Commentary by the editors of the Foreign Department of Gazeta Wyborcza on the report of European Council on secret CIA prisons in Poland
In the European Council’s report , there is no hard evidence of the existence of secret CIA prisons in Poland. Nevertheless, the accusations in the report are so severe that the Polish government cannot let them go unanswered. And it isn’t the European Council that it must answer, but the citizens of Poland. Yesterday, this is just what the European Commission recommended.
We are accused of torturing people in Poland. Denials by current heads of Security and the highest-ranking politicians will not suffice. It is obvious that the government cannot admit to anything that would expose our security forces and our alliances.
The issue should be investigated by a commission of independent factors, recognized as authorities both in Poland and – especially important – abroad. A good team would be, for instance, a commission consisting of three ex-Foreign Ministers, who were not in the government while the CIA prisons were supposed to be operating: Władysław Bartoszewski, Dariusz Rosati and Bronisław Geremek.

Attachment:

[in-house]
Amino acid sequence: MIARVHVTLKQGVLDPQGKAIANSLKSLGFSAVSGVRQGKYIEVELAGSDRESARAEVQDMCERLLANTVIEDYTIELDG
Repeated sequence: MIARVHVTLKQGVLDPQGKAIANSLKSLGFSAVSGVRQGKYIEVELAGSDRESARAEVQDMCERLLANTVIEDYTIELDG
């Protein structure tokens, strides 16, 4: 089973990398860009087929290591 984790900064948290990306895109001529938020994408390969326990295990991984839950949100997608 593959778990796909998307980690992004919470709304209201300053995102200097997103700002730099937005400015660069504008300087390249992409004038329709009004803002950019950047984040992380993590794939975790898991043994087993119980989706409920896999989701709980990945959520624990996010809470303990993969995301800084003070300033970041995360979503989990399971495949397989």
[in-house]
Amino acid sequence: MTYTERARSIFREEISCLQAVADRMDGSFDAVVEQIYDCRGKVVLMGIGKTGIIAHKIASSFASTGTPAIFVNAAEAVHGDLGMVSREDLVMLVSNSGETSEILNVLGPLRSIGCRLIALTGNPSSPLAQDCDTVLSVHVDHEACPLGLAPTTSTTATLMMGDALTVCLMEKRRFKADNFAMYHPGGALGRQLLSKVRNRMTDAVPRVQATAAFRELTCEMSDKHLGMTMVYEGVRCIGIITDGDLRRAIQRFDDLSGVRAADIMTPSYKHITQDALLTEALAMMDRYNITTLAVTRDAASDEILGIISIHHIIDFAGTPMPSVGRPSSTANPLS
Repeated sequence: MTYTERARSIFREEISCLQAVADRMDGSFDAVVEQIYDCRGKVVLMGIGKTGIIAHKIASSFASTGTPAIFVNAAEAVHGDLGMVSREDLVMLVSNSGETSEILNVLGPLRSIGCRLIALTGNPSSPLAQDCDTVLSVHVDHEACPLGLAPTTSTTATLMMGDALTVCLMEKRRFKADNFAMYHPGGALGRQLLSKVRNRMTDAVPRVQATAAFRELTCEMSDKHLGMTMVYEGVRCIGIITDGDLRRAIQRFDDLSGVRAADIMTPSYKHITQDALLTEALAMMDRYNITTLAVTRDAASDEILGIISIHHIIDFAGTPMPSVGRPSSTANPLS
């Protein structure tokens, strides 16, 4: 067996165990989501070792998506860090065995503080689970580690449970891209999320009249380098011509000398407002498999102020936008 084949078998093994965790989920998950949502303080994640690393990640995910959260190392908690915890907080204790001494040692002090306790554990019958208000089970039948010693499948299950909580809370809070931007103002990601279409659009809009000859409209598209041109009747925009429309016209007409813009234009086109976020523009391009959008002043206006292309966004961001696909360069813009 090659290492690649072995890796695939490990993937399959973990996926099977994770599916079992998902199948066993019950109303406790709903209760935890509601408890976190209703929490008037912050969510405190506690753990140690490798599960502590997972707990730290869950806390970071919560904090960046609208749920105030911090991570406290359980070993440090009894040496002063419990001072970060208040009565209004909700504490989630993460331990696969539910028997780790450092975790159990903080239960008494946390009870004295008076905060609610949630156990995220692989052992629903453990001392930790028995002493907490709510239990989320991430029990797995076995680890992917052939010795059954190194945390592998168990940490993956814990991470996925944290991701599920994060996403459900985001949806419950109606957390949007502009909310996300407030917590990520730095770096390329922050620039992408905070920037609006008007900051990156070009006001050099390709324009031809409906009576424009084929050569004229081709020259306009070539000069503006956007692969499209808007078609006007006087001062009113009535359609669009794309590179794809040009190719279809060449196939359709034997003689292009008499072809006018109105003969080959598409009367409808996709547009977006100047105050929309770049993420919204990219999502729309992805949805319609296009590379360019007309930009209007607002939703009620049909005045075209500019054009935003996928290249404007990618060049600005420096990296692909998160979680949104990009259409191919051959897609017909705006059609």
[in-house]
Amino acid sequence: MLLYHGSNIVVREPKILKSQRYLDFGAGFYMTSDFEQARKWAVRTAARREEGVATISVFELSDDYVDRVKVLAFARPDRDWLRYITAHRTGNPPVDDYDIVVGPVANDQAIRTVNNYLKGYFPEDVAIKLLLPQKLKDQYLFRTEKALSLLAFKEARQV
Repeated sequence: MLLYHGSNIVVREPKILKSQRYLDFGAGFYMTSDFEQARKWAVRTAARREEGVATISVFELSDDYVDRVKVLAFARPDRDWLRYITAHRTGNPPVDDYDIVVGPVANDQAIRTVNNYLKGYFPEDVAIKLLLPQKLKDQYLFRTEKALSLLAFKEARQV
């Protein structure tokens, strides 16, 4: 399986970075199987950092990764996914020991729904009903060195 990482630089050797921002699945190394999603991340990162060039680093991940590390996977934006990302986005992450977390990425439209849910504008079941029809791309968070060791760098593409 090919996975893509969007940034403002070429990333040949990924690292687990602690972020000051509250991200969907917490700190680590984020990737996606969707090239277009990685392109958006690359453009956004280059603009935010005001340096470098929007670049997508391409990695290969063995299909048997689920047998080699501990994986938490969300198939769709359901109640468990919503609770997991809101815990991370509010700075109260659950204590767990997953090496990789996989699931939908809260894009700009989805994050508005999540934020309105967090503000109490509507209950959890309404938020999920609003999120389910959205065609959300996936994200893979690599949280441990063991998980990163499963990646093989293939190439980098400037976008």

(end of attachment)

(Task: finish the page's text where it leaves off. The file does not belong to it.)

The commission should have access to all documents and people related to the investigation, and it should be up to the commission to decide what should be made public after the investigation is completed – so as not to compromise the alliances and security of Poland.
The commission should establish to what degree, in the years 2003-2005, Poland cooperated with CIA in transporting suspected terrorists. Was international law violated, especially the conventions protecting human rights and forbidding torture? Has this cooperation put the dignity and good name of Poland into question? Have Polish functionaries abused their prerogatives or transgressed the law?
Our national interest requires that Poland should defend its image as a country rule by law. Establishing such a commission would be a good weapon in this fight.
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